AnandTech Storage Bench - Light

Our Light storage test has relatively more sequential accesses and lower queue depths than The Destroyer or the Heavy test, and it's by far the shortest test overall. It's based largely on applications that aren't highly dependent on storage performance, so this is a test more of application launch times and file load times. This test can be seen as the sum of all the little delays in daily usage, but with the idle times trimmed to 25ms it takes less than half an hour to run. Details of the Light test can be found here. As with the ATSB Heavy test, this test is run with the drive both freshly erased and empty, and after filling the drive with sequential writes.

ATSB - Light (Data Rate)

The Light test allows the flash-based SSDs to make the most of their write caching throughout the test, so even the 900p is surpassed by the Samsung NVMe SSDs while the 800p ranks with the budget NVMe drives. When the drives are full and the flash-based SSDs get bogged down with garbage collection, the 900p comes out ahead but the 800p still trails behind the Samsung 960 PRO. The VROC configuration look especially poor in terms of average data rate, and the RAID-5 performance is surprisingly low.

ATSB - Light (Average Latency)ATSB - Light (99th Percentile Latency)

The Optane SSD 800p scores in the middle tier of SSDs for average latency on the Light test, and VROC RAID is no help here. VROC does help with the 99th percentile latencies, but without it the 800p looks like a low-end drive that merely doesn't have garbage collection problems.

ATSB - Light (Average Read Latency)ATSB - Light (Average Write Latency)

The average read latencies from the 800p are almost twice as high as those from the 900p, and VROC's overhead only makes it worse. The average write latencies of the 900p aren't as good as the best flash-based SSDs, and the write latency of the 800p is well over twice that of the 900p.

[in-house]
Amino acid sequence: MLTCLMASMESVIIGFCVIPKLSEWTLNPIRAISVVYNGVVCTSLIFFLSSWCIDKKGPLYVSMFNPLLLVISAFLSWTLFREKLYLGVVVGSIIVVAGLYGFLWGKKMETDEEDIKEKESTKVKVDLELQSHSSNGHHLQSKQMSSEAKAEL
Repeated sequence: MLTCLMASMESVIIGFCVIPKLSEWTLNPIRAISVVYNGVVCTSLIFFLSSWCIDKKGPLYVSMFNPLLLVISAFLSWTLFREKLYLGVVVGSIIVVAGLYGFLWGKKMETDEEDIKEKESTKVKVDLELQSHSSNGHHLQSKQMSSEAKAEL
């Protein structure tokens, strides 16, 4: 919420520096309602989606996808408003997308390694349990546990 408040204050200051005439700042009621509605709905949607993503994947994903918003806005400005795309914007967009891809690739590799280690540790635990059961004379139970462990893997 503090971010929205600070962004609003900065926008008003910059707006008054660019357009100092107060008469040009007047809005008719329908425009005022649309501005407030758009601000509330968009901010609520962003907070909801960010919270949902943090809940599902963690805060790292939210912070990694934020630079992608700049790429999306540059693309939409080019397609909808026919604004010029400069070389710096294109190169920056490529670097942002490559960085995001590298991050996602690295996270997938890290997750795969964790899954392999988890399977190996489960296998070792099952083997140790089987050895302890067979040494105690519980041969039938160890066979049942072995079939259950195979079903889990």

ATSB - Light (99th Percentile Read Latency)ATSB - Light (99th Percentile Write Latency)

The 99th percentile latency scores from the 800p are not great, but at least the drives perform just as well when full. Small flash-based drives are the most heavily affected when constant garbage collection becomes necessary.

ATSB - Light (Power)

The Light test is a fairly short run with any of these drives, but the 800p still manages to return extremely good power usage numbers that are well ahead of any flash-based NVMe SSD.

AnandTech Storage Bench - Heavy Random Performance


View All Comments

  • Reflex - Saturday, March 10, 2018 - link

    I also think people forget how crappy & expensive gen1 and 2 SSD's were. Reply
  • Drazick - Friday, March 9, 2018 - link

    We really need those in U2 / SATA Express form.
    Desktop users shouldn't use M2 with all its thermal limitations.
  • jabber - Friday, March 9, 2018 - link

    Whichever connector you use or whatever the thermals, once you go above 600MBps the real world performance difference is very hard to tell in most cases. We just need SATA4 and we can dump all these U2/SATA Express sockets. M.2 for compactness and SATA4 for everything else non Enterprise. Done. Reply
  • Reflex - Friday, March 9, 2018 - link

    U2 essentially is next gen SATA. There is no SATA4 on the way. SATA is at this point an 18 year old specification ripe for retirement. There is also nothing wrong with M.2 even in desktops. Heat spreaders aren't a big deal in that scenario. All that's inside a SATA drive is the same board you'd see in M.2 form factor more or less. Reply
  • leexgx - Saturday, March 10, 2018 - link

    apart from that your limited to 0-2 slots per board (most come with 6 SATA ports)

    i agree that a newer SATA that support NVME over it be nice but U2 be nice if anyone would adopt it and make the ports become standard and have U2 SSDs